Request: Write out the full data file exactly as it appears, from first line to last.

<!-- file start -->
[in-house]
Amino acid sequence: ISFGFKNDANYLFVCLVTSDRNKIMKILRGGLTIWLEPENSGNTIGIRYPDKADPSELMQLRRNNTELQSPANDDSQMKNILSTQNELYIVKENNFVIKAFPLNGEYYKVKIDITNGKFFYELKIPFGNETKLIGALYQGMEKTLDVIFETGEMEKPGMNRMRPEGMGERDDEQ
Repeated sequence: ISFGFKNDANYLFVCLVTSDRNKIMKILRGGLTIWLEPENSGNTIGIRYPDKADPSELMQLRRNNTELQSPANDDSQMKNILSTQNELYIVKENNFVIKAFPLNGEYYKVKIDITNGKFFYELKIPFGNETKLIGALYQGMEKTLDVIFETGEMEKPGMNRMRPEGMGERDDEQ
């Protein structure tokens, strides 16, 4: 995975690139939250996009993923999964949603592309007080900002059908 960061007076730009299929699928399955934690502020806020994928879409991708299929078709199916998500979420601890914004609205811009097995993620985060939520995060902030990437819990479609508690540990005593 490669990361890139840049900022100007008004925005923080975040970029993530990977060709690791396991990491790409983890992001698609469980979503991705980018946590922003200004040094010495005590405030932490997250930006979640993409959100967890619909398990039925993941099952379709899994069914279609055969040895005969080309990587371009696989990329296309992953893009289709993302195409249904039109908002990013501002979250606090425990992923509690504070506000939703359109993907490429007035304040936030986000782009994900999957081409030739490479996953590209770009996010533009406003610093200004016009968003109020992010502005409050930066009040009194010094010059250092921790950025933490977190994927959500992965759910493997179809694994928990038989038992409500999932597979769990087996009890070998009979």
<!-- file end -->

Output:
[in-house]
Amino acid sequence: ISFGFKNDANYLFVCLVTSDRNKIMKILRGGLTIWLEPENSGNTIGIRYPDKADPSELMQLRRNNTELQSPANDDSQMKNILSTQNELYIVKENNFVIKAFPLNGEYYKVKIDITNGKFFYELKIPFGNETKLIGALYQGMEKTLDVIFETGEMEKPGMNRMRPEGMGERDDEQ
Repeated sequence: ISFGFKNDANYLFVCLVTSDRNKIMKILRGGLTIWLEPENSGNTIGIRYPDKADPSELMQLRRNNTELQSPANDDSQMKNILSTQNELYIVKENNFVIKAFPLNGEYYKVKIDITNGKFFYELKIPFGNETKLIGALYQGMEKTLDVIFETGEMEKPGMNRMRPEGMGERDDEQ
């Protein structure tokens, strides 16, 4: 995975690139939250996009993923999964949603592309007080900002059908 960061007076730009299929699928399955934690502020806020994928879409991708299929078709199916998500979420601890914004609205811009097995993620985060939520995060902030990437819990479609508690540990005593 490669990361890139840049900022100007008004925005923080975040970029993530990977060709690791396991990491790409983890992001698609469980979503991705980018946590922003200004040094010495005590405030932490997250930006979640993409959100967890619909398990039925993941099952379709899994069914279609055969040895005969080309990587371009696989990329296309992953893009289709993302195409249904039109908002990013501002979250606090425990992923509690504070506000939703359109993907490429007035304040936030986000782009994900999957081409030739490479996953590209770009996010533009406003610093200004016009968003109020992010502005409050930066009040009194010094010059250092921790950025933490977190994927959500992965759910493997179809694994928990038989038992409500999932597979769990087996009890070998009979």